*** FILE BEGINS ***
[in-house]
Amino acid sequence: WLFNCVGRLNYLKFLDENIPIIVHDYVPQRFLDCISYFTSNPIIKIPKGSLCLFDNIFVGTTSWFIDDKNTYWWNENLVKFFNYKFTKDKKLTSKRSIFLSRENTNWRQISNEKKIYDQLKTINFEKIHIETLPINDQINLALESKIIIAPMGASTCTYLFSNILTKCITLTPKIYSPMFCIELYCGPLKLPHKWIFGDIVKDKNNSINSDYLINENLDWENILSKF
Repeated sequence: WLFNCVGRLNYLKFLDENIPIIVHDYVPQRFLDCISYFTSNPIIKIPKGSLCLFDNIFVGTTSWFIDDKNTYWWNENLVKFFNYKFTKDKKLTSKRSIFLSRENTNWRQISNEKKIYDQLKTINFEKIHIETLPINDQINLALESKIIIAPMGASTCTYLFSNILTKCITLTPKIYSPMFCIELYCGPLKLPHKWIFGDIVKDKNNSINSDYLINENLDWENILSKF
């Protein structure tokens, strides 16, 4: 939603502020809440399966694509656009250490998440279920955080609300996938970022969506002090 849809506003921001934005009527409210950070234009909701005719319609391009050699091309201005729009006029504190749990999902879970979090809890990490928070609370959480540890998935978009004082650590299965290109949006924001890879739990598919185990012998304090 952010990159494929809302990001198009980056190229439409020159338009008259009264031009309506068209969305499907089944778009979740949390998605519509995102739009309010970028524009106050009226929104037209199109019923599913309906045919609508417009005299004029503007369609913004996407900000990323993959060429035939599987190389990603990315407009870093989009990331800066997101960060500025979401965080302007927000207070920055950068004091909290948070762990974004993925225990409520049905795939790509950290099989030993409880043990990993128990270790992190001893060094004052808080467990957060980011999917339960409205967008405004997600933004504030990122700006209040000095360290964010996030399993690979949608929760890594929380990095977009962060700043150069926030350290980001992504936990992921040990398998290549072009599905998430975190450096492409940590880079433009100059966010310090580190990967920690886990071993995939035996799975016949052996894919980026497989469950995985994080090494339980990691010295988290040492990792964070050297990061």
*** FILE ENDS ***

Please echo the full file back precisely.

[in-house]
Amino acid sequence: WLFNCVGRLNYLKFLDENIPIIVHDYVPQRFLDCISYFTSNPIIKIPKGSLCLFDNIFVGTTSWFIDDKNTYWWNENLVKFFNYKFTKDKKLTSKRSIFLSRENTNWRQISNEKKIYDQLKTINFEKIHIETLPINDQINLALESKIIIAPMGASTCTYLFSNILTKCITLTPKIYSPMFCIELYCGPLKLPHKWIFGDIVKDKNNSINSDYLINENLDWENILSKF
Repeated sequence: WLFNCVGRLNYLKFLDENIPIIVHDYVPQRFLDCISYFTSNPIIKIPKGSLCLFDNIFVGTTSWFIDDKNTYWWNENLVKFFNYKFTKDKKLTSKRSIFLSRENTNWRQISNEKKIYDQLKTINFEKIHIETLPINDQINLALESKIIIAPMGASTCTYLFSNILTKCITLTPKIYSPMFCIELYCGPLKLPHKWIFGDIVKDKNNSINSDYLINENLDWENILSKF
């Protein structure tokens, strides 16, 4: 939603502020809440399966694509656009250490998440279920955080609300996938970022969506002090 849809506003921001934005009527409210950070234009909701005719319609391009050699091309201005729009006029504190749990999902879970979090809890990490928070609370959480540890998935978009004082650590299965290109949006924001890879739990598919185990012998304090 952010990159494929809302990001198009980056190229439409020159338009008259009264031009309506068209969305499907089944778009979740949390998605519509995102739009309010970028524009106050009226929104037209199109019923599913309906045919609508417009005299004029503007369609913004996407900000990323993959060429035939599987190389990603990315407009870093989009990331800066997101960060500025979401965080302007927000207070920055950068004091909290948070762990974004993925225990409520049905795939790509950290099989030993409880043990990993128990270790992190001893060094004052808080467990957060980011999917339960409205967008405004997600933004504030990122700006209040000095360290964010996030399993690979949608929760890594929380990095977009962060700043150069926030350290980001992504936990992921040990398998290549072009599905998430975190450096492409940590880079433009100059966010310090580190990967920690886990071993995939035996799975016949052996894919980026497989469950995985994080090494339980990691010295988290040492990792964070050297990061």